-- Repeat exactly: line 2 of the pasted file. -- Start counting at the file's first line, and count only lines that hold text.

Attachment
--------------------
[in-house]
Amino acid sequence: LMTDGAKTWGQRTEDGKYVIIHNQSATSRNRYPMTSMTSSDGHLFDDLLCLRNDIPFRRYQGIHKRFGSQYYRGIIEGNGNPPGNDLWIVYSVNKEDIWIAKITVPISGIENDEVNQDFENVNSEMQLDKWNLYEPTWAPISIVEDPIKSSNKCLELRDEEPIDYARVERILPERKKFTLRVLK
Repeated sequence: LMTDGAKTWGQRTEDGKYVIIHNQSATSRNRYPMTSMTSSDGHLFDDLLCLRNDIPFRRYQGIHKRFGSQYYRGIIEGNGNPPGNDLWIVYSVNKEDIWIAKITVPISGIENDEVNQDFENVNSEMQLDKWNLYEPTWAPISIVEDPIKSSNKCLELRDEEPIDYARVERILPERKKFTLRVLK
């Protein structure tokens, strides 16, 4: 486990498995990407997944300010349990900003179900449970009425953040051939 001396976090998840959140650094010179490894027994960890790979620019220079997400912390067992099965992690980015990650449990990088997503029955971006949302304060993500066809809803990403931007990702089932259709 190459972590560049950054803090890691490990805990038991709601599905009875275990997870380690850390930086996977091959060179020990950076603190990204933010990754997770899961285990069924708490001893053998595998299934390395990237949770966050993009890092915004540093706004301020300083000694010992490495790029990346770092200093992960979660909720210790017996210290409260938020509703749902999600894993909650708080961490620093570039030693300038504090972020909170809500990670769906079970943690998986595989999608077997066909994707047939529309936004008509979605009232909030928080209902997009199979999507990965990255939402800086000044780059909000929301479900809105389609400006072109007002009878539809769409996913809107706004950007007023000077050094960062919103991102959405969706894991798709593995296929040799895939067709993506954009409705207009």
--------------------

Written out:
Amino acid sequence: LMTDGAKTWGQRTEDGKYVIIHNQSATSRNRYPMTSMTSSDGHLFDDLLCLRNDIPFRRYQGIHKRFGSQYYRGIIEGNGNPPGNDLWIVYSVNKEDIWIAKITVPISGIENDEVNQDFENVNSEMQLDKWNLYEPTWAPISIVEDPIKSSNKCLELRDEEPIDYARVERILPERKKFTLRVLK